DALLAS - After a raucous meeting lasting more than four hours with police intervention, Dallas ISD trustees voted to close 11 elementary schools, which will result in 177 layoffs of full-time employees.
In a separate vote, the board voted to extend teachers' work days by 45 minutes, without compensating them for it.
Even though it was in the chilly outside as protesters marched against both issues, Dallas ISD switched on its air conditioner in its large board room before people gathered.
"Wake up people; are you asleep? Are you sick? Or what?" Joyce Foreman, one of the first public speakers opposing school closures, asked board members.
Tempers were hot. Her speech could have foreshadowed what was to come.
"Treating teachers with respect is not that expensive. Do it!" said Bill Betzen, a former Dallas ISD teacher.
Teachers turned out to protest the proposal to extend the hours they're required to be at school. The board said it is for additional planning time and to let them collaborate more with each other.
But teachers complain it is extra work without extra pay.
Still, the board voted to approve it by a vote of 5 to 3.
The night, though, was just beginning.
The school board room was at capacity - 327 people. Fifty more watched from the lobby and still others stood outside hoping to slip in.
Most in attendance came angry at the second proposal to close 11 elementary schools; many are either recognized or exemplary campuses.
Shuttering them would save save DISD more than $11 million in salaries and operational costs, and help make up for a shortfall in state funding. In addition, 177 full-time employees, including 64 teachers, would lose their jobs.
"If you were a kid and they closed down your school, how would you feel?" 10-year-old Scarlett Perez asked board members.
She was one of several young students to take the microphone in opposition to closing campuses.
For more than an hour and a half speakers blasted the board until one, Joyce Foreman, questioned why several trustees weren’t even listening. They had left the room.
That’s when the situation spiraled south.
"Security, I would like you to escort Ms. Joyce Foreman out of this meeting right now," said DISD Board President Dr. Lew Blackburn.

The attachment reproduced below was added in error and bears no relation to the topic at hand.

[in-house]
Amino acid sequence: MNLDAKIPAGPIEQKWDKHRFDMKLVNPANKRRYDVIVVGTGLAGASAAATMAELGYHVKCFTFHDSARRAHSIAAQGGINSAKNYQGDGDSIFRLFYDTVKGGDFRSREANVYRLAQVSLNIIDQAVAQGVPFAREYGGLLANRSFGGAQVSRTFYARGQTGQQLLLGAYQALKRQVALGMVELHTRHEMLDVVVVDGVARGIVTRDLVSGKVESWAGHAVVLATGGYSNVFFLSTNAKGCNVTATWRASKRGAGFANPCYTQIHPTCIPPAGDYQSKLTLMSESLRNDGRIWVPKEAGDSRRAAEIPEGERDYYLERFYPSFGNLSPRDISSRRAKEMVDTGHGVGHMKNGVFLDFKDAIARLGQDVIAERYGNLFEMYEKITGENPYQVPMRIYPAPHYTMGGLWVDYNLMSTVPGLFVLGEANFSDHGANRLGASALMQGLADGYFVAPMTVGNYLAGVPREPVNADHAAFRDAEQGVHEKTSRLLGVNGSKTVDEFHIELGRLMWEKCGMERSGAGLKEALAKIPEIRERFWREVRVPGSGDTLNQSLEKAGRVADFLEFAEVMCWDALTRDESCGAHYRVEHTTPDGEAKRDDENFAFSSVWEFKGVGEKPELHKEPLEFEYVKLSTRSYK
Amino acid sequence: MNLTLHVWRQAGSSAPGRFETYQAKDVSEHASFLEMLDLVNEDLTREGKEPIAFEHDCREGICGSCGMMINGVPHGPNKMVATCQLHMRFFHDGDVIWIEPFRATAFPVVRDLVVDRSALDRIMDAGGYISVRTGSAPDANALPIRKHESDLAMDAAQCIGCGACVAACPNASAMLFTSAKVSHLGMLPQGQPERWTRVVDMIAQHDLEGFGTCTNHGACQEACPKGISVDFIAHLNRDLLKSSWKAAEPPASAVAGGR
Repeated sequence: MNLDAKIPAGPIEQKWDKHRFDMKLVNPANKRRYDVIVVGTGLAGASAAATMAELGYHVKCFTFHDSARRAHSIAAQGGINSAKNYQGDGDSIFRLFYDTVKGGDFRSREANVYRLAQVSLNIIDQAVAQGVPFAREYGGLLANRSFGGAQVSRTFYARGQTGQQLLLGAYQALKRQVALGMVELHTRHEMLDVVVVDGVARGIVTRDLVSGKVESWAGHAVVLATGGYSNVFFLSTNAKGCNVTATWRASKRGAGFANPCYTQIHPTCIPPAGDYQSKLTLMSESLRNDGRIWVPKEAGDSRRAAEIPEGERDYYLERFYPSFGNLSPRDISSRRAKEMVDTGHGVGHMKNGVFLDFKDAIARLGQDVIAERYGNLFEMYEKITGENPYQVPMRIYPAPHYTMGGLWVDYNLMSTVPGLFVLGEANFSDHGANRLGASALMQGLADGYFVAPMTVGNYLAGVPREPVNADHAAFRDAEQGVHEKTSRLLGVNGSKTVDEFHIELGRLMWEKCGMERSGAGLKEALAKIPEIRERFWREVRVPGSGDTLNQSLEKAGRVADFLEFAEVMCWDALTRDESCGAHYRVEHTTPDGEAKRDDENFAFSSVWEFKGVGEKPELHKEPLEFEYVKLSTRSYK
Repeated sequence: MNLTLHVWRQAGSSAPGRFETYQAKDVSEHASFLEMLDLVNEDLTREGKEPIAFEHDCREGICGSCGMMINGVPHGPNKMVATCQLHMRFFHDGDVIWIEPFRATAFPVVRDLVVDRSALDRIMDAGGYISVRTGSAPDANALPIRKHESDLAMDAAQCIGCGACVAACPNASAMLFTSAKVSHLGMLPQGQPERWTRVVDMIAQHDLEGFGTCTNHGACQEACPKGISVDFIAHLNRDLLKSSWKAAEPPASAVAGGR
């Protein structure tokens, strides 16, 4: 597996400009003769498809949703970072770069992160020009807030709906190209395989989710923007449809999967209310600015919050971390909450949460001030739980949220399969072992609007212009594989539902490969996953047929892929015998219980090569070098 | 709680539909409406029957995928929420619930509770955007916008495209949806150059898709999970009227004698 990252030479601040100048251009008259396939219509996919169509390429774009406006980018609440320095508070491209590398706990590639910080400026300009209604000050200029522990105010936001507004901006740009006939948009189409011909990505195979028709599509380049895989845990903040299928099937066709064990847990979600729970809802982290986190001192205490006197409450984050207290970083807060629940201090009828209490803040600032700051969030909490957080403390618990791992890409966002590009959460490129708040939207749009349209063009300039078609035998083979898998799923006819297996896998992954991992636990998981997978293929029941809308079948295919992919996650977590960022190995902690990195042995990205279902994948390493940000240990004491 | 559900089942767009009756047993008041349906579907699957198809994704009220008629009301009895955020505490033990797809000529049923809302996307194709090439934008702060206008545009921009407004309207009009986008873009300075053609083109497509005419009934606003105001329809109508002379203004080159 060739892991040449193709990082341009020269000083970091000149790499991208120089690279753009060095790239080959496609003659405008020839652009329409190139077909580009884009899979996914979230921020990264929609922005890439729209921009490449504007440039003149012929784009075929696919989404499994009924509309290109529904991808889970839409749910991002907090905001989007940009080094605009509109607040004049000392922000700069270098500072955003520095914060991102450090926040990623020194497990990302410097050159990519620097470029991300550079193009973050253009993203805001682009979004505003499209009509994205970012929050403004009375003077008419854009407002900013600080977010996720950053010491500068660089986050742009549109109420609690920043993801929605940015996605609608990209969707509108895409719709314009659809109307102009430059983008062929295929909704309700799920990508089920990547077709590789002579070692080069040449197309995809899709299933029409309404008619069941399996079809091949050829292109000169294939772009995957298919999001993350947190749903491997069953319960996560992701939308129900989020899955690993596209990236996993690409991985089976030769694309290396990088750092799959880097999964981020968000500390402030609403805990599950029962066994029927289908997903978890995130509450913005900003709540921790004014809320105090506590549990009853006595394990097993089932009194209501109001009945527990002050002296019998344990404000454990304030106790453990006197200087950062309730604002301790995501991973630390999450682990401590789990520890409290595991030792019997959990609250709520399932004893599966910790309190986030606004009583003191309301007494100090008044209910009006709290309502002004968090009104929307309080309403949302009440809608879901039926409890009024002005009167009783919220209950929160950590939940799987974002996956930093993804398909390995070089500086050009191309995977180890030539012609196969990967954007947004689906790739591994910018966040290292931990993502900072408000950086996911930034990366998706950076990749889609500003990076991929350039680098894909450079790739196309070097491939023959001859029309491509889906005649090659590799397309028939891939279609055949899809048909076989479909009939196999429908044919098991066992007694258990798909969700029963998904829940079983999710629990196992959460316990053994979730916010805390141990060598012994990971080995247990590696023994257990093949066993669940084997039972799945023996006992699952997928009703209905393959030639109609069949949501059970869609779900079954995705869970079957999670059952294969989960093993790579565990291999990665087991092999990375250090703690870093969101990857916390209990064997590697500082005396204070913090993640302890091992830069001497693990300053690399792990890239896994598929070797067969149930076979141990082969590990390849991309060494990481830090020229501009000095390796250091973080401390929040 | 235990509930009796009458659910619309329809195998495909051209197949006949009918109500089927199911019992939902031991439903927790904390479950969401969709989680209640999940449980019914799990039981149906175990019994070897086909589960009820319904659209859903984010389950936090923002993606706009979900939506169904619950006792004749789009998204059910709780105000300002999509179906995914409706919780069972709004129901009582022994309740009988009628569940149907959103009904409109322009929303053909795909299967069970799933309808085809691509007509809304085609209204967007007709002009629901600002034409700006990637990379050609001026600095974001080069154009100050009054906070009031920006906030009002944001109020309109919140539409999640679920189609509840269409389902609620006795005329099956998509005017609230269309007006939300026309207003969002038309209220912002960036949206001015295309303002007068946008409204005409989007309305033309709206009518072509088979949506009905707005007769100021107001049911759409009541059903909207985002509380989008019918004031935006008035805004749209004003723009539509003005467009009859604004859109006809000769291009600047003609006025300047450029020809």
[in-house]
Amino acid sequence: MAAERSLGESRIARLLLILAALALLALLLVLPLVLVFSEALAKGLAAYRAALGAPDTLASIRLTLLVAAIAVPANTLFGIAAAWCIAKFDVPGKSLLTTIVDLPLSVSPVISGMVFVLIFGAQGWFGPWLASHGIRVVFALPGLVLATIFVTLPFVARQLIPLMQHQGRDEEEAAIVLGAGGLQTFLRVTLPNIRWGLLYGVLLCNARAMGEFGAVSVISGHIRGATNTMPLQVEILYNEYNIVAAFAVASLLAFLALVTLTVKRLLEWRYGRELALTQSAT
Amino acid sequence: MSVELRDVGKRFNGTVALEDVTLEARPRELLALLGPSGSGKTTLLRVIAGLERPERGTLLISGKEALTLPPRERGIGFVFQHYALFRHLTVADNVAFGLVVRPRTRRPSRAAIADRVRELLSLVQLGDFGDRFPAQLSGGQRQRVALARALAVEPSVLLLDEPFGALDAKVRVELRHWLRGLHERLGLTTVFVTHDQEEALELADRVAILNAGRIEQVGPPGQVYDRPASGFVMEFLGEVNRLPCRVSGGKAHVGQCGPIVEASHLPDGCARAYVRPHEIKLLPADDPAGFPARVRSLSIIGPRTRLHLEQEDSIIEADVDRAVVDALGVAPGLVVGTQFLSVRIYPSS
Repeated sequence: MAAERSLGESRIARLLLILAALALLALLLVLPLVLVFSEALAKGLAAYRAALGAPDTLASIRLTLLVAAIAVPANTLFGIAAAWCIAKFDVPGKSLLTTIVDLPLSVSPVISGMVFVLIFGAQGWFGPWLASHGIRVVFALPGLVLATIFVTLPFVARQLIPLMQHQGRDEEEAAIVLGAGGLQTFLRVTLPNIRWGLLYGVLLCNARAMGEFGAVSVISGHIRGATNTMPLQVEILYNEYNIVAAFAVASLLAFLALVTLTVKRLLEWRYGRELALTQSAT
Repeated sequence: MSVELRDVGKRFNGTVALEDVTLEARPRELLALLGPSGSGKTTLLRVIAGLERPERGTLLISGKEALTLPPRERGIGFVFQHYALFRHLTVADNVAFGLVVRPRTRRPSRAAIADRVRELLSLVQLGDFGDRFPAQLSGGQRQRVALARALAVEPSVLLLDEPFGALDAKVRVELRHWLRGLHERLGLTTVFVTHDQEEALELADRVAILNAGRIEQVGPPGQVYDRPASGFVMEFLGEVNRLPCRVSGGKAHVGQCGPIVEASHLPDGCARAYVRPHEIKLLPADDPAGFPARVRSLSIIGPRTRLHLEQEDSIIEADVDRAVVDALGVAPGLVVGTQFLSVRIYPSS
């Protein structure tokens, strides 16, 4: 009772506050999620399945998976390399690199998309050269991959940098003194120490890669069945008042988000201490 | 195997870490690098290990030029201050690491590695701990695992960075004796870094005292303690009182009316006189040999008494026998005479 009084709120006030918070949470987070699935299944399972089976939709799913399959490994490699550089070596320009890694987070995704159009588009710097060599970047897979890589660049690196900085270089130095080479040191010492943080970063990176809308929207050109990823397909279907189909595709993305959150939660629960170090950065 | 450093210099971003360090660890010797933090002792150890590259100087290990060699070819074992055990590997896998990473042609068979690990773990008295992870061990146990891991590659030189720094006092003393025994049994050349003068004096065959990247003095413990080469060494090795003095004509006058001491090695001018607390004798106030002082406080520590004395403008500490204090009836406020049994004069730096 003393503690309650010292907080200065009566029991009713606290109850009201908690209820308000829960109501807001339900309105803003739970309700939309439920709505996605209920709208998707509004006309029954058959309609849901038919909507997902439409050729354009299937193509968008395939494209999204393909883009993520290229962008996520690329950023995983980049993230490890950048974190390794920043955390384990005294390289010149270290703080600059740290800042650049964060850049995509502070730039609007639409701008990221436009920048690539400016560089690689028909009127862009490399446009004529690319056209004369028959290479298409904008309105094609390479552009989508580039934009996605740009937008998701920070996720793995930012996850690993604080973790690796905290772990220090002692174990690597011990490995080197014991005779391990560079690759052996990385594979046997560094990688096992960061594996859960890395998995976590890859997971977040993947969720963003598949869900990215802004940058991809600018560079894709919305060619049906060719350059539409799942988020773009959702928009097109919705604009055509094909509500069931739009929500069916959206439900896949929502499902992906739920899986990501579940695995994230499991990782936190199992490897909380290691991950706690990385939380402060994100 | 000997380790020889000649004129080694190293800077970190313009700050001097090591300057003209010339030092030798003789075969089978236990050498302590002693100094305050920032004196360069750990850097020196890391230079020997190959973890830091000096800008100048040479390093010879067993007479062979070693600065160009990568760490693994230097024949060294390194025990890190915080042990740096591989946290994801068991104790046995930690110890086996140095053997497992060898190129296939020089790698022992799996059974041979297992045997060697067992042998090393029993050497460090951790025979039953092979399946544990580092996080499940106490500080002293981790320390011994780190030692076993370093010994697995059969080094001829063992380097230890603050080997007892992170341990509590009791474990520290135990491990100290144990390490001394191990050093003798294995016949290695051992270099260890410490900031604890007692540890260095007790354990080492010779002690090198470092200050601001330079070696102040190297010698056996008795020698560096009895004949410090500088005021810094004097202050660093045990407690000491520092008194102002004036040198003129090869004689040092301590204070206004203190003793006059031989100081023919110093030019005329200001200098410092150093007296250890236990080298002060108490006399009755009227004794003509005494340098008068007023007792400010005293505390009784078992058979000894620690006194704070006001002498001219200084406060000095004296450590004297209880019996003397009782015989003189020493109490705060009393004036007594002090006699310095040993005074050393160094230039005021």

A team of uniformed Dallas ISD police officers closed in on Foreman, who was standing at the microphone as the crowd erupted in protest.
"If you do not get quiet we will move this meeting down the hall and you will not be a part of it!" Blackburn said over the loud jeers.
"No Justice! No Peace!" Foreman yelled, holding her purse above her head as police pushed her back towards the door.
"Sir! You need to be quiet!" Blackburn said to someone in the commotion.
Seconds later, he suspended the meeting. "Trustees, we are moving down the hall!"
Trustees retreated to their smaller board room to continue the meeting away from the anger.
The board called in speakers individually, and let the rest watch from down the hall on closed circuit television.
Some questioned whether the board's retreat violated the state's Open Meetings Act, but DISD spokesman Jon Dahlander said it did not as long as two-way communication was established for the public.
Still, trustee Carla Ranger stayed behind in protest.
"The board walked out on the community," she said.
By 10 p.m., many had left defeated, including trustees, who said voting to close the schools was one of their most difficult decisions.
That move came after another motion to raise taxes and spare the schools failed.
The campuses will close and teachers' hours will be extended at the beginning of the next school year.
The schools to be consolidated with other campuses include: City Park Elementary School; Julia C. Frazier Elementary School; Phillis Wheatley Elementary School; N.W. Harllee Elementary School; Arlington Park Elementary School; James W. Fannin Elementary School; James B. Bonham Elementary School; Oran M. Roberts Elementary School; D.A. Hulcy Middle School; H.S. Thompson Elementary School; and, during the 2013-14 school year, Pearl C. Anderson Middle School.
Dallas ISD said those campuses that will be consolidated with others are "significantly underutilized, have low enrollment or are in close proximity to other campuses with available student capacity."